The component values in the embodiment have been given by way of example. The pole position in the feedback path may be adapted arbitrarily. The amplifier stage may comprise one or several transistor stages mounted or not mounted on integrated circuits.
|Cited Patent||Filing date||Publication date||Applicant||Title|
|US5046105 *||Apr 30, 1990||Sep 3, 1991||Rane Corporation||Audio signal equalizer having accelerated slope phase shift compensated filters|
|JPS61158205A *||Title not available|
|Citing Patent||Filing date||Publication date||Applicant||Title|
|US6195438||Sep 8, 1997||Feb 27, 2001||Matsushita Electric Corporation Of America||Method and apparatus for leveling and equalizing the audio output of an audio or audio-visual system|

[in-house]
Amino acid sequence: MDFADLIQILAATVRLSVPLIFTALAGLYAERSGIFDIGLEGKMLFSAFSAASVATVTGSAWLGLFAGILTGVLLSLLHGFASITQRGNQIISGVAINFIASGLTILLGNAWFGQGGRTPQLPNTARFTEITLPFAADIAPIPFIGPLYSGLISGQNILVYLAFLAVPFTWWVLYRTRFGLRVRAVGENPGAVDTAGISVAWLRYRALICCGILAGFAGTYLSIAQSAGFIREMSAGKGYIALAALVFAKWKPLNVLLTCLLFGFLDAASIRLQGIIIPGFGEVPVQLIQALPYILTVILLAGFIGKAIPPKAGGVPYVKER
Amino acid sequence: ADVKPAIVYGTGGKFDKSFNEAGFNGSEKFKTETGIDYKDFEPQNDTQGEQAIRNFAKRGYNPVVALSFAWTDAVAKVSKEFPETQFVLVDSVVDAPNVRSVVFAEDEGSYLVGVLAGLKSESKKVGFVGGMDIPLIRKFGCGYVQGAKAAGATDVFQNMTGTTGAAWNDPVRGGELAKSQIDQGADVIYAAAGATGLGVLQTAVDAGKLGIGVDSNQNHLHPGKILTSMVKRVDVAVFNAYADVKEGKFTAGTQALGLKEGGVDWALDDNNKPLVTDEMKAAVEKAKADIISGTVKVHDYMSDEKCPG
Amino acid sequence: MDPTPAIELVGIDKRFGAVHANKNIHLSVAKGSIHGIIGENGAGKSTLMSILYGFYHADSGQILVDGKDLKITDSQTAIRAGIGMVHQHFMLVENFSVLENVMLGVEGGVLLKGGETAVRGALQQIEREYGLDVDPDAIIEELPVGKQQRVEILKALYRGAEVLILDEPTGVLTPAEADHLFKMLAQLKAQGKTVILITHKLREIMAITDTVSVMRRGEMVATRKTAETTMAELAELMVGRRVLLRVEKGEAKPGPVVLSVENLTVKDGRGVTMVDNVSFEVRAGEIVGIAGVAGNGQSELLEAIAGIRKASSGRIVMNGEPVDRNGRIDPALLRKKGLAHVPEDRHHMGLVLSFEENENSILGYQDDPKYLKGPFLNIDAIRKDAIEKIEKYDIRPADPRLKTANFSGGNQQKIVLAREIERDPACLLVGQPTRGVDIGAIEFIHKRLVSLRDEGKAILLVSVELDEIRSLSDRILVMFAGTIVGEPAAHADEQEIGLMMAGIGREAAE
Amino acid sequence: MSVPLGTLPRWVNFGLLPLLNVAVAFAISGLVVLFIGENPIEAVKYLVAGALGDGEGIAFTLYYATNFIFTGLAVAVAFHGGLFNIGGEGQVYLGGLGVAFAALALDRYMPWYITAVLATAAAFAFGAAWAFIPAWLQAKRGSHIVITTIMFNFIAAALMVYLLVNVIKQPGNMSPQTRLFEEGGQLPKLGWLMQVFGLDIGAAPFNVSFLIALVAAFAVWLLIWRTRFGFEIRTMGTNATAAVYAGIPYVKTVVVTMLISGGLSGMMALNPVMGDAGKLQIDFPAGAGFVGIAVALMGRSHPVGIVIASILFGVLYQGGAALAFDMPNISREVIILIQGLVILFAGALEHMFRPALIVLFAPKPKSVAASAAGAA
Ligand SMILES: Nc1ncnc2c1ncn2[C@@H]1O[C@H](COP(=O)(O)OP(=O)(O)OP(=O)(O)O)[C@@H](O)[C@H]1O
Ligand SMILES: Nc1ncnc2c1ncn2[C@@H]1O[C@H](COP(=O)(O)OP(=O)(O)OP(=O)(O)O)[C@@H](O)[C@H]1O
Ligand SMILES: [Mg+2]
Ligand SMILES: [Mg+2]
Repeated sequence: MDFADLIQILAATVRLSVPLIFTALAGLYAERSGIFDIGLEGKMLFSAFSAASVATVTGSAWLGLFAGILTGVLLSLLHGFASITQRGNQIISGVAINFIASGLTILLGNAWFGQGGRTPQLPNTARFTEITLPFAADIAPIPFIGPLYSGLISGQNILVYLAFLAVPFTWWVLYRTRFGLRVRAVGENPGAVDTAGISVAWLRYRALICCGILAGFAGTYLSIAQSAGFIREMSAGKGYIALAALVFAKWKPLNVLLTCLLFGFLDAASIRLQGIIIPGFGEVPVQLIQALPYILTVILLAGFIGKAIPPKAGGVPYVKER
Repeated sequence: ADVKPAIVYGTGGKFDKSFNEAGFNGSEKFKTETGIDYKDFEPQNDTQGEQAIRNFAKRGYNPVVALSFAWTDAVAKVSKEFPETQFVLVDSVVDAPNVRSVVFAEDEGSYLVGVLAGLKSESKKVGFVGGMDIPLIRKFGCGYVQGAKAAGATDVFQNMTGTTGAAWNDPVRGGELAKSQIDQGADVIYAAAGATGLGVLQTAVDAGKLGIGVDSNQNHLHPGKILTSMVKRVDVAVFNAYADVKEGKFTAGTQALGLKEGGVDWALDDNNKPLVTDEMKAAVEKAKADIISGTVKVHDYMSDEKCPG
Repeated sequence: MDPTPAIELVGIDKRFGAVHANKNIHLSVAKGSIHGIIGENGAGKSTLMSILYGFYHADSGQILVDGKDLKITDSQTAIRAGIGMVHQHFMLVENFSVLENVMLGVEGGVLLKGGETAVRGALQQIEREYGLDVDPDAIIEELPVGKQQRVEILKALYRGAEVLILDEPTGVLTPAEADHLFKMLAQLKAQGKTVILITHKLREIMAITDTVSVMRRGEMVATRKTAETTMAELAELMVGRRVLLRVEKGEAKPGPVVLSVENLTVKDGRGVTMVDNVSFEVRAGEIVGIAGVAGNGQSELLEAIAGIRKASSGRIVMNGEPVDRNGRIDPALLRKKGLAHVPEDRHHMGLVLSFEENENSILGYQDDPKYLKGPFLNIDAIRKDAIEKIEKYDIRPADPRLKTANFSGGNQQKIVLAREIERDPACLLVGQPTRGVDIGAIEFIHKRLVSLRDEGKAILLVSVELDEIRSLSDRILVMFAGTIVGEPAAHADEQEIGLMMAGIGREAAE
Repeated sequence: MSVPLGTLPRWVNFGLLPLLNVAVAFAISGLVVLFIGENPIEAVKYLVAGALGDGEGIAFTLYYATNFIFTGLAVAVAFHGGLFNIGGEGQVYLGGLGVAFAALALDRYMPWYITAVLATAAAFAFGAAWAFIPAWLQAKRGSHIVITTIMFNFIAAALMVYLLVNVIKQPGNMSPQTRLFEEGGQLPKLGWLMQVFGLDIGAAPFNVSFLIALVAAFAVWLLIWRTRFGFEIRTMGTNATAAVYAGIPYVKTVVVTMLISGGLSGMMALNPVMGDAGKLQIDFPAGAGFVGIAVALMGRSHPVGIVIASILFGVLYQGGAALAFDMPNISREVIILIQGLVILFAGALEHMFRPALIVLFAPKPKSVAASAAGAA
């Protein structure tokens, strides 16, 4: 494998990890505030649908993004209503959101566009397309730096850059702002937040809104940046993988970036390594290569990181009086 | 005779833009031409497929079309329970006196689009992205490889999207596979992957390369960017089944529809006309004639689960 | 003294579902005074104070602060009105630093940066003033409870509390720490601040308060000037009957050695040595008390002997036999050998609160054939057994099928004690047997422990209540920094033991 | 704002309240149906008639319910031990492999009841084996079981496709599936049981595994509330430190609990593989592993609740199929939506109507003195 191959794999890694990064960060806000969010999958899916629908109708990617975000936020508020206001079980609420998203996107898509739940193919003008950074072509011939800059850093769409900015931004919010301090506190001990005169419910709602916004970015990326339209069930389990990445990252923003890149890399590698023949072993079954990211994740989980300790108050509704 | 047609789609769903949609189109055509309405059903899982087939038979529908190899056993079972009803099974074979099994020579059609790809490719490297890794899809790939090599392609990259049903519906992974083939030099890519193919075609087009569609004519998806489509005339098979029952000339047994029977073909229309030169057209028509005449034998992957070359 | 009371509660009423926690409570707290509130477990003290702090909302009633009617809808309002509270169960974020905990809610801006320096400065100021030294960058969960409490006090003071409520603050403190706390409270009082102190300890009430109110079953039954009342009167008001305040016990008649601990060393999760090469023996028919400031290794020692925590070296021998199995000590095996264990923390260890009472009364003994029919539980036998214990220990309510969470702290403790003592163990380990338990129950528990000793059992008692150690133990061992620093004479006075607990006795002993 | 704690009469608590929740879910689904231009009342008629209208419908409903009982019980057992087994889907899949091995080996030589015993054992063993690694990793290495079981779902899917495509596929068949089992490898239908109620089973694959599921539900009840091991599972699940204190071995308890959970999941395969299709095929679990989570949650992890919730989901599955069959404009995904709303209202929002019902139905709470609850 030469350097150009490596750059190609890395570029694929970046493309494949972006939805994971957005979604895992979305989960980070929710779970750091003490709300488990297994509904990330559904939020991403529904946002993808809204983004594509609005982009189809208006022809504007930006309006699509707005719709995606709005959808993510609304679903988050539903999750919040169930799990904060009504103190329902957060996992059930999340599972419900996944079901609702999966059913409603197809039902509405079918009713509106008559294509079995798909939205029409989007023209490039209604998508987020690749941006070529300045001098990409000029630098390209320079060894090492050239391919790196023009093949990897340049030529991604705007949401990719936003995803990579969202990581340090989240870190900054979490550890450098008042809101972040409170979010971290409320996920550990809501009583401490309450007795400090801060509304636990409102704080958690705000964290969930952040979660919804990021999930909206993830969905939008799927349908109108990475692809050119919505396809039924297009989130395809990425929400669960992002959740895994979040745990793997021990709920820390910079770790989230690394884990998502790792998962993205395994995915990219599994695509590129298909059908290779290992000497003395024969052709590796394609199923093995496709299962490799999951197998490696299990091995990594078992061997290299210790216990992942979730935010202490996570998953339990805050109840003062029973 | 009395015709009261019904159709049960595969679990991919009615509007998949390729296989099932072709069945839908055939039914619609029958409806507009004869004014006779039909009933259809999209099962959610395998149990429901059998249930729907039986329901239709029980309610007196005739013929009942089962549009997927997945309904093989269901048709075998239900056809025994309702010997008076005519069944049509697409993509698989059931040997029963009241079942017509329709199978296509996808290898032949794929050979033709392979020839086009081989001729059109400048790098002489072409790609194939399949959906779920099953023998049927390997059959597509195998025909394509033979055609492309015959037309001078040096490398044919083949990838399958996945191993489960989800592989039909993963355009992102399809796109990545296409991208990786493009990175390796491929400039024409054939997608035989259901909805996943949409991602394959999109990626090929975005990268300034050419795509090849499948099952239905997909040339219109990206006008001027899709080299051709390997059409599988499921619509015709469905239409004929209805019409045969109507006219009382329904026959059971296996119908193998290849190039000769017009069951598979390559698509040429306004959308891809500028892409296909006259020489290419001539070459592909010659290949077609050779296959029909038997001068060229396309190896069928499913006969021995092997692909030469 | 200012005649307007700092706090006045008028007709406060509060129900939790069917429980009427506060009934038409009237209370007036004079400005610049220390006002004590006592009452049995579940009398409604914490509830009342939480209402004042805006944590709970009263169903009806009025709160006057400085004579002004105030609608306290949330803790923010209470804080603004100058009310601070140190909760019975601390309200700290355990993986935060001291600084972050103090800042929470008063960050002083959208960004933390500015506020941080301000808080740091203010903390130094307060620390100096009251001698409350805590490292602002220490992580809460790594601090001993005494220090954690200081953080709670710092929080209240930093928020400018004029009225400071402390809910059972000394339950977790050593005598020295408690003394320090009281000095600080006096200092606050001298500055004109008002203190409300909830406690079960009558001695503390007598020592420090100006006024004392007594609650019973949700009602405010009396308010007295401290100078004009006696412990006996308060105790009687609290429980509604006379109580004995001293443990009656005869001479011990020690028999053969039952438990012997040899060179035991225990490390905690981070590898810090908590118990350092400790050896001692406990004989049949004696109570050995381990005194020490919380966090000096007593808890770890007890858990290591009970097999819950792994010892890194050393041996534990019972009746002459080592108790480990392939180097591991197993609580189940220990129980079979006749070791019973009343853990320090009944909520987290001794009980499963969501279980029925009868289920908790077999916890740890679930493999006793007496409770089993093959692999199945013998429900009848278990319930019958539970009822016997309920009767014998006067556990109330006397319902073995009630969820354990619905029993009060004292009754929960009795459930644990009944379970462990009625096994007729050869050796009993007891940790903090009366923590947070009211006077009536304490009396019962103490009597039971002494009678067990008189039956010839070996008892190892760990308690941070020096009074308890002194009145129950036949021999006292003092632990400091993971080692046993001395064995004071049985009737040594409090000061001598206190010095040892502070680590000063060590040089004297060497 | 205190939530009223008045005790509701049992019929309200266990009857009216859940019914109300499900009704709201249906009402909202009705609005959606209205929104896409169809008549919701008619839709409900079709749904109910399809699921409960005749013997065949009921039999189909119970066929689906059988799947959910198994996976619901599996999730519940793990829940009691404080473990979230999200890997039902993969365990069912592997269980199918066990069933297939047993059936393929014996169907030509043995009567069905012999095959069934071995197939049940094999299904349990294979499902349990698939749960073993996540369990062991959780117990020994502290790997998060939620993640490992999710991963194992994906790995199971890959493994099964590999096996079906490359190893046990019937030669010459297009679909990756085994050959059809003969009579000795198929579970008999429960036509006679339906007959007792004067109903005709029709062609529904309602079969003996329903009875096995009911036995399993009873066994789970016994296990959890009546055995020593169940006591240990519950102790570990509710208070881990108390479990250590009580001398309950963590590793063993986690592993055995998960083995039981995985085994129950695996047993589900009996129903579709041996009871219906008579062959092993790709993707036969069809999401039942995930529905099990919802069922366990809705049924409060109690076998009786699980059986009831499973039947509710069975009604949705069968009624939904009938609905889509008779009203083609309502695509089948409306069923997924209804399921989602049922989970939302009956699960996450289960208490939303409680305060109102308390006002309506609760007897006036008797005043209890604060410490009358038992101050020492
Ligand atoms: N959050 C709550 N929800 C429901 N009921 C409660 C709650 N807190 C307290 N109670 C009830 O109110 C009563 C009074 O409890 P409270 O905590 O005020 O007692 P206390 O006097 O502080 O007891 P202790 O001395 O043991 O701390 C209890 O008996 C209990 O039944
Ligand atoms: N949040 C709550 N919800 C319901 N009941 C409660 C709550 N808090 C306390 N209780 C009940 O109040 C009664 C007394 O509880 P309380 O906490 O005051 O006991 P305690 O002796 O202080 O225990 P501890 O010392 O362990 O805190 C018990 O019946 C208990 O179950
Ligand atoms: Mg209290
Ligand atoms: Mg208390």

|U.S. Classification||330/107, 381/102, 330/294, 330/305, 330/306|
|International Classification||H03G9/02, H03G9/00, H03H11/04, H03G5/00|
|Cooperative Classification||H03G9/02, H03G5/00, H03H11/126|
|European Classification||H03G5/00, H03G9/02|
|Apr 4, 1994||AS||Assignment|
Owner name: U.S. PHILIPS CORPORAATION, NEW YORK
Free format text: ASSIGNMENT OF ASSIGNORS INTEREST;ASSIGNOR:BEIJER, PAUL A.C.;REEL/FRAME:006954/0347
Effective date: 19940314
|Dec 23, 1998||FPAY||Fee payment|
Year of fee payment: 4
|Dec 20, 2002||FPAY||Fee payment|
Year of fee payment: 8
|Jan 31, 2007||REMI||Maintenance fee reminder mailed|
|Jul 18, 2007||LAPS||Lapse for failure to pay maintenance fees|
|Sep 4, 2007||FP||Expired due to failure to pay maintenance fee|
Effective date: 20070718